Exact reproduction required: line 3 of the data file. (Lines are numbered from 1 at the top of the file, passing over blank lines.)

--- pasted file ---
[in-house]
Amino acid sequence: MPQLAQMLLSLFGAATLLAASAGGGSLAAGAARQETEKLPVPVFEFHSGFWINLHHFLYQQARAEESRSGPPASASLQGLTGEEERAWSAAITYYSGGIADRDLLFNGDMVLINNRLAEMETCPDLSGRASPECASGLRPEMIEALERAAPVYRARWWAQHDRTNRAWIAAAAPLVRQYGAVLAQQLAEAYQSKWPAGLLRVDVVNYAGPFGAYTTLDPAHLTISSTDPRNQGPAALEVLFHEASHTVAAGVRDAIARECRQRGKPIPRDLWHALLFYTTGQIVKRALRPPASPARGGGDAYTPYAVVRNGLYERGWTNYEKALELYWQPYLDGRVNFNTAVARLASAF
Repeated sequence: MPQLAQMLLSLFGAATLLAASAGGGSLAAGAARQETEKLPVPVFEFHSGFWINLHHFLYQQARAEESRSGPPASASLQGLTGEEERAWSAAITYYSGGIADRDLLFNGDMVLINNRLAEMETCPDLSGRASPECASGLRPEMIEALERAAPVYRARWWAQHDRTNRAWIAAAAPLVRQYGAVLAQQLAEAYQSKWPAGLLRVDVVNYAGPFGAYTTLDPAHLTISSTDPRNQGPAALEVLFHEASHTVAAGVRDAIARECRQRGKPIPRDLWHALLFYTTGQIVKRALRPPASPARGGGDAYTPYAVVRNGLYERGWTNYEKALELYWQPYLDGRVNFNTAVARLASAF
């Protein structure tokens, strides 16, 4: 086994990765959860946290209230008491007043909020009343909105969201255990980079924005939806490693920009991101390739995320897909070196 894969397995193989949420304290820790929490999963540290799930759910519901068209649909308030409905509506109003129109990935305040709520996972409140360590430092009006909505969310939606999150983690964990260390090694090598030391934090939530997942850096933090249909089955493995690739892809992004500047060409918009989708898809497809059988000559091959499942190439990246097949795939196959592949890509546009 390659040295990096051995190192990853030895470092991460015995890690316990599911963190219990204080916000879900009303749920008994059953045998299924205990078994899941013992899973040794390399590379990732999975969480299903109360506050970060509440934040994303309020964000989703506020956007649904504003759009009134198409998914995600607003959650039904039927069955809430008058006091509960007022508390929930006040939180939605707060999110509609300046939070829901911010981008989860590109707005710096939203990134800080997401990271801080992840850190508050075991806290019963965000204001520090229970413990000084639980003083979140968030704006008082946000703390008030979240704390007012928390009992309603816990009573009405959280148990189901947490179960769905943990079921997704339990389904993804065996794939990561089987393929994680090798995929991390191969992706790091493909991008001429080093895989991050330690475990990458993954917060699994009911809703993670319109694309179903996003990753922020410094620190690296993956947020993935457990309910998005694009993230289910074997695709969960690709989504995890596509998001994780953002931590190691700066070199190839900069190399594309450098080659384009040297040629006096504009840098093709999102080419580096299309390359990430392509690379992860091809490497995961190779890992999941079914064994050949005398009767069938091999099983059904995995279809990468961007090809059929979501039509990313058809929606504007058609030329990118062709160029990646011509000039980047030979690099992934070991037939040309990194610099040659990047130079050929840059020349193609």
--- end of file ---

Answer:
Repeated sequence: MPQLAQMLLSLFGAATLLAASAGGGSLAAGAARQETEKLPVPVFEFHSGFWINLHHFLYQQARAEESRSGPPASASLQGLTGEEERAWSAAITYYSGGIADRDLLFNGDMVLINNRLAEMETCPDLSGRASPECASGLRPEMIEALERAAPVYRARWWAQHDRTNRAWIAAAAPLVRQYGAVLAQQLAEAYQSKWPAGLLRVDVVNYAGPFGAYTTLDPAHLTISSTDPRNQGPAALEVLFHEASHTVAAGVRDAIARECRQRGKPIPRDLWHALLFYTTGQIVKRALRPPASPARGGGDAYTPYAVVRNGLYERGWTNYEKALELYWQPYLDGRVNFNTAVARLASAF